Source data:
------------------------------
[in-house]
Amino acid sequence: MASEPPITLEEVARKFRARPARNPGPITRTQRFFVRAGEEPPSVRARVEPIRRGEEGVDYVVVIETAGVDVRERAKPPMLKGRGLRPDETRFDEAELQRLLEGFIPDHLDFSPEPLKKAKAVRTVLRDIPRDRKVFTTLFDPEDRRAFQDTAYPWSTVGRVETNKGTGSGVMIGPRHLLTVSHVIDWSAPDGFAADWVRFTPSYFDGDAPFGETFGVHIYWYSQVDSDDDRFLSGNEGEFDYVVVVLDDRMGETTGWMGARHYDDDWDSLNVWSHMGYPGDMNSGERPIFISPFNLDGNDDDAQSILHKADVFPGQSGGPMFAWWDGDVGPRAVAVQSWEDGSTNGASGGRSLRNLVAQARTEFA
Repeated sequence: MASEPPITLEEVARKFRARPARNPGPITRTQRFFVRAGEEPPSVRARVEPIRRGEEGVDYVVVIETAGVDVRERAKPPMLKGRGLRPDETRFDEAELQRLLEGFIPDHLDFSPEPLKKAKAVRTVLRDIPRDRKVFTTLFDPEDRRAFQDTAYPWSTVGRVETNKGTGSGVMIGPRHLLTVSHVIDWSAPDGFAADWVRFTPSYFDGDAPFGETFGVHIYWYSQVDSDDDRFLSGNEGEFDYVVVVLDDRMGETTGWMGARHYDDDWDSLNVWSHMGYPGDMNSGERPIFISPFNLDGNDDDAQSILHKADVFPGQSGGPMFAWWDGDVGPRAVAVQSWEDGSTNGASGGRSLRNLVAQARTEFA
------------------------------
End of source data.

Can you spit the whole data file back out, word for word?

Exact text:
[in-house]
Amino acid sequence: MASEPPITLEEVARKFRARPARNPGPITRTQRFFVRAGEEPPSVRARVEPIRRGEEGVDYVVVIETAGVDVRERAKPPMLKGRGLRPDETRFDEAELQRLLEGFIPDHLDFSPEPLKKAKAVRTVLRDIPRDRKVFTTLFDPEDRRAFQDTAYPWSTVGRVETNKGTGSGVMIGPRHLLTVSHVIDWSAPDGFAADWVRFTPSYFDGDAPFGETFGVHIYWYSQVDSDDDRFLSGNEGEFDYVVVVLDDRMGETTGWMGARHYDDDWDSLNVWSHMGYPGDMNSGERPIFISPFNLDGNDDDAQSILHKADVFPGQSGGPMFAWWDGDVGPRAVAVQSWEDGSTNGASGGRSLRNLVAQARTEFA
Repeated sequence: MASEPPITLEEVARKFRARPARNPGPITRTQRFFVRAGEEPPSVRARVEPIRRGEEGVDYVVVIETAGVDVRERAKPPMLKGRGLRPDETRFDEAELQRLLEGFIPDHLDFSPEPLKKAKAVRTVLRDIPRDRKVFTTLFDPEDRRAFQDTAYPWSTVGRVETNKGTGSGVMIGPRHLLTVSHVIDWSAPDGFAADWVRFTPSYFDGDAPFGETFGVHIYWYSQVDSDDDRFLSGNEGEFDYVVVVLDDRMGETTGWMGARHYDDDWDSLNVWSHMGYPGDMNSGERPIFISPFNLDGNDDDAQSILHKADVFPGQSGGPMFAWWDGDVGPRAVAVQSWEDGSTNGASGGRSLRNLVAQARTEFA